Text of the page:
As previously announced, the government will publish a call for evidence on exemptions and valuation methodology for the income tax and employer National Insurance contributions treatment of benefits in kind, in order to better understand whether their use in the tax system can be made fairer and more consistent.
NS&I Investment Bonds
The Chancellor has confirmed the rate on the NS&I Investment Bond announced at Autumn Statement 2016. The Investment Bond will offer a market-leading rate of 2.2% on deposits over a 3-year term and will be available for 12 months from April 2017. The Bond will be open to everyone aged 16 and over, subject to a minimum investment limit of £100 and a maximum investment limit of £3,000.
Increasing Insurance Premium Tax
The government will legislate to introduce anti-forestalling provisions, and increase the standard rate of Insurance Premium Tax to 12% from 1 June 2017, as announced at Autumn Statement 2016.
The Lifetime ISA will be introduced from 6 April 2017, allowing individuals under the age of 40 to save up to £4,000 each, and receive a government bonus of up to £1,000 on their contributions, which can be withdrawn tax free to put towards the purchase of a first home, or from age 60.
Detail Still Awaited
In a Budget notable for being very light on employee benefits issues, the Treasury was unable for find room to clarify the impact of its changes to salary sacrifice arrangements for group income protection schemes and excepted group life assurance schemes. It seems clear that these arrangements will fall outside the exemptions from the changes, but the precise detail is still awaited. It now seems as though we will have to wait until the Finance Bill 2017 is unveiled on 20 March 2017.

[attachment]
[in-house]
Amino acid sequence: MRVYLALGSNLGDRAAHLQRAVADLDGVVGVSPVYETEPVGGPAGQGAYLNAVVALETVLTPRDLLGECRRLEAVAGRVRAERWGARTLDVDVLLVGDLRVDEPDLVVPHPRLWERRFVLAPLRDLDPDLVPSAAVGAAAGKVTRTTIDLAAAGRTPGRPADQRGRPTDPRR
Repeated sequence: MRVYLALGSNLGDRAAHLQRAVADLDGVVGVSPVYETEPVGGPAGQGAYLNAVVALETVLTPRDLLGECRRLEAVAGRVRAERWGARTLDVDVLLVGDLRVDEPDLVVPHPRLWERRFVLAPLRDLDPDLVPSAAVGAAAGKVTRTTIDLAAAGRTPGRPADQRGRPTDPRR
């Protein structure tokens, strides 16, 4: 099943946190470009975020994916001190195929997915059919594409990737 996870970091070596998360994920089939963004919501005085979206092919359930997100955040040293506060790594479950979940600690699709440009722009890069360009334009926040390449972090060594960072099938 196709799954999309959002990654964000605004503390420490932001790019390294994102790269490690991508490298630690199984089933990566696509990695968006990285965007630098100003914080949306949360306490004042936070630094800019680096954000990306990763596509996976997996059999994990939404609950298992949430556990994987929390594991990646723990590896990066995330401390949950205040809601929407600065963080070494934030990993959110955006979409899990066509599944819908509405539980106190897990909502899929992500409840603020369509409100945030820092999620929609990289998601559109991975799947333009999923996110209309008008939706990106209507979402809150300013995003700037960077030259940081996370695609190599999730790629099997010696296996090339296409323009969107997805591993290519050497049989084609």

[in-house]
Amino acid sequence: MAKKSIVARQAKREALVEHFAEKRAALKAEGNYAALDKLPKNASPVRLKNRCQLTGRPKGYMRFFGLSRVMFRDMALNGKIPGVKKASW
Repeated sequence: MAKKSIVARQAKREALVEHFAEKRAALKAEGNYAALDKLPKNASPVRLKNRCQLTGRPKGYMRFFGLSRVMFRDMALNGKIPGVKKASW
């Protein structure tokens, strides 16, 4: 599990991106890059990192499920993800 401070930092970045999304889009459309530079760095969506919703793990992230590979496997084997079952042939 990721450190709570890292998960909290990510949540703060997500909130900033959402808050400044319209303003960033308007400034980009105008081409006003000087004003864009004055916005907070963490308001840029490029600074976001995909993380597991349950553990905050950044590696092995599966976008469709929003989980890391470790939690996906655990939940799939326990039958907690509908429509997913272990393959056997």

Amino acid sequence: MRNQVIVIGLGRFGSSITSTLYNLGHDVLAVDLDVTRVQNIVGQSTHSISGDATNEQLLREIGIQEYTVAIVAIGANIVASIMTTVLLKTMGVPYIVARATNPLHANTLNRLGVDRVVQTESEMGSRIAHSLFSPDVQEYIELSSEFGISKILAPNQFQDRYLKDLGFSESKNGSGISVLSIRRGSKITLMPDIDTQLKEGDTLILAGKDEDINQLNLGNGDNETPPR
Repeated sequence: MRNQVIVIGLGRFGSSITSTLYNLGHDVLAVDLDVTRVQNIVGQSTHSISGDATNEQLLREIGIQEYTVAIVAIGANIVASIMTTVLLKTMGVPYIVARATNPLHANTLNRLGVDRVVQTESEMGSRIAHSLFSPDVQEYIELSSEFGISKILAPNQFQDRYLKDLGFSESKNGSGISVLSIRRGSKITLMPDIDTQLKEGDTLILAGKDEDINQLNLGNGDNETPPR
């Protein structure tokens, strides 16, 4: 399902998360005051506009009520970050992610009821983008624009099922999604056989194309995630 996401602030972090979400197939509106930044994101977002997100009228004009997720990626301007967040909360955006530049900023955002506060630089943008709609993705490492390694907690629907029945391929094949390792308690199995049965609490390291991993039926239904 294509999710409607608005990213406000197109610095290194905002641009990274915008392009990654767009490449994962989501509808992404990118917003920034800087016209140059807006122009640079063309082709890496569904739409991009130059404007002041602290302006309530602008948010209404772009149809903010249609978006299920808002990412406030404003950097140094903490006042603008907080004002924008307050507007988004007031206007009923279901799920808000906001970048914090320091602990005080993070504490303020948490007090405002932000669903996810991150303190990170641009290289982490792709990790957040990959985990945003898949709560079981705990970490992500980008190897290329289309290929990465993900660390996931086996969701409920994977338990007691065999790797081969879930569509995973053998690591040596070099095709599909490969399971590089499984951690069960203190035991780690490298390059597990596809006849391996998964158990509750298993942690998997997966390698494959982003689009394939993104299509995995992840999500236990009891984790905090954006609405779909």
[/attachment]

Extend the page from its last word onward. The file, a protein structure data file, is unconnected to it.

With the main headlines focusing on the increase in National Insurance contributions for the self-employed, many people may well label this as a boring Budget from an employee benefits perspective. However, it is worth remembering the many calls to government in recent years to stop the constant tinkering, particularly with pension scheme taxation. The Chancellor has largely heeded these wishes in this latest Budget. The reduction in the MPAA to £4,000 is not welcome news, but was expected, having been announced in last year’s Autumn Statement.
The biggest new measure concerns the tax charge on transferring pension savings overseas. This is the headline in a package of measures to reduce the tax advantages of transferring pension savings overseas, that with the exception of the overseas transfer charge, were unveiled in November 2016. Many overseas transfers are still likely to avoid the charge to begin with, especially if the receiving scheme is based within the EEA, but it will be interesting to see how the policy develops once the UK has left the EU. Freedom of movement requirements within the EU are likely to then fall away, and the government may well impose stricter requirements on such transfers.
This was the last Spring Budget, with the Chancellor announcing last November that the timetable would be moved, with future Budgets occurring towards the end of each year, in place of the Autumn Statement. This means that 2017 will see two scheduled Budget announcements. It may well be that this Spring Budget has been quiet, largely because the Chancellor is holding off announcing more eye catching measures until later this year. The (relative) peace and quiet may not last long.